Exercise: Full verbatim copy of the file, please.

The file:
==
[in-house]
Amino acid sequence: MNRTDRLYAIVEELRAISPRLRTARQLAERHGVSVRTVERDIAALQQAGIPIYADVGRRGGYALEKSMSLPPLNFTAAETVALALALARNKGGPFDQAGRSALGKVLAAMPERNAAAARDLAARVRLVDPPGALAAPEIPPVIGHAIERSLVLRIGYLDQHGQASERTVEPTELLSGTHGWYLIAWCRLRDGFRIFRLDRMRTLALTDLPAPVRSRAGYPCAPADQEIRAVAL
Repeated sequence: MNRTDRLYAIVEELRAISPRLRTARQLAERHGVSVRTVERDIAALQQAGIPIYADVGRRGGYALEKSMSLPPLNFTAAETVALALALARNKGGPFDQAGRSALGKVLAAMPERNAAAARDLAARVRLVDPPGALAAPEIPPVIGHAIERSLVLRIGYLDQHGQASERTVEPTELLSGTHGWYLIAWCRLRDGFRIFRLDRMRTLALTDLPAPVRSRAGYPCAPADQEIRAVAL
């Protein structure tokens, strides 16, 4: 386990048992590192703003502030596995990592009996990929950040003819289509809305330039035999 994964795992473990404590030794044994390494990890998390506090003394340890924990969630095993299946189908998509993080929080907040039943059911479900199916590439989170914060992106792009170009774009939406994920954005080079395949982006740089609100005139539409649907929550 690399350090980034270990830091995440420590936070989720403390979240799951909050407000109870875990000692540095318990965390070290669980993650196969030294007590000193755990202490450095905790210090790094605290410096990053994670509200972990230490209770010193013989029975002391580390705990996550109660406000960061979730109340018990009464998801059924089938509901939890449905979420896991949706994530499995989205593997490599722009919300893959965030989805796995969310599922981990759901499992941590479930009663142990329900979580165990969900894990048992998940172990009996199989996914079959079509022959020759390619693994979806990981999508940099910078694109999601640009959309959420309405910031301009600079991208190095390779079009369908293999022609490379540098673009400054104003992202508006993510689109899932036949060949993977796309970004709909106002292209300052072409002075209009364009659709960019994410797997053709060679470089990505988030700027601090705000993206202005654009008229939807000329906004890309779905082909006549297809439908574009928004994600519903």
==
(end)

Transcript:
[in-house]
Amino acid sequence: MNRTDRLYAIVEELRAISPRLRTARQLAERHGVSVRTVERDIAALQQAGIPIYADVGRRGGYALEKSMSLPPLNFTAAETVALALALARNKGGPFDQAGRSALGKVLAAMPERNAAAARDLAARVRLVDPPGALAAPEIPPVIGHAIERSLVLRIGYLDQHGQASERTVEPTELLSGTHGWYLIAWCRLRDGFRIFRLDRMRTLALTDLPAPVRSRAGYPCAPADQEIRAVAL
Repeated sequence: MNRTDRLYAIVEELRAISPRLRTARQLAERHGVSVRTVERDIAALQQAGIPIYADVGRRGGYALEKSMSLPPLNFTAAETVALALALARNKGGPFDQAGRSALGKVLAAMPERNAAAARDLAARVRLVDPPGALAAPEIPPVIGHAIERSLVLRIGYLDQHGQASERTVEPTELLSGTHGWYLIAWCRLRDGFRIFRLDRMRTLALTDLPAPVRSRAGYPCAPADQEIRAVAL
């Protein structure tokens, strides 16, 4: 386990048992590192703003502030596995990592009996990929950040003819289509809305330039035999 994964795992473990404590030794044994390494990890998390506090003394340890924990969630095993299946189908998509993080929080907040039943059911479900199916590439989170914060992106792009170009774009939406994920954005080079395949982006740089609100005139539409649907929550 690399350090980034270990830091995440420590936070989720403390979240799951909050407000109870875990000692540095318990965390070290669980993650196969030294007590000193755990202490450095905790210090790094605290410096990053994670509200972990230490209770010193013989029975002391580390705990996550109660406000960061979730109340018990009464998801059924089938509901939890449905979420896991949706994530499995989205593997490599722009919300893959965030989805796995969310599922981990759901499992941590479930009663142990329900979580165990969900894990048992998940172990009996199989996914079959079509022959020759390619693994979806990981999508940099910078694109999601640009959309959420309405910031301009600079991208190095390779079009369908293999022609490379540098673009400054104003992202508006993510689109899932036949060949993977796309970004709909106002292209300052072409002075209009364009659709960019994410797997053709060679470089990505988030700027601090705000993206202005654009008229939807000329906004890309779905082909006549297809439908574009928004994600519903």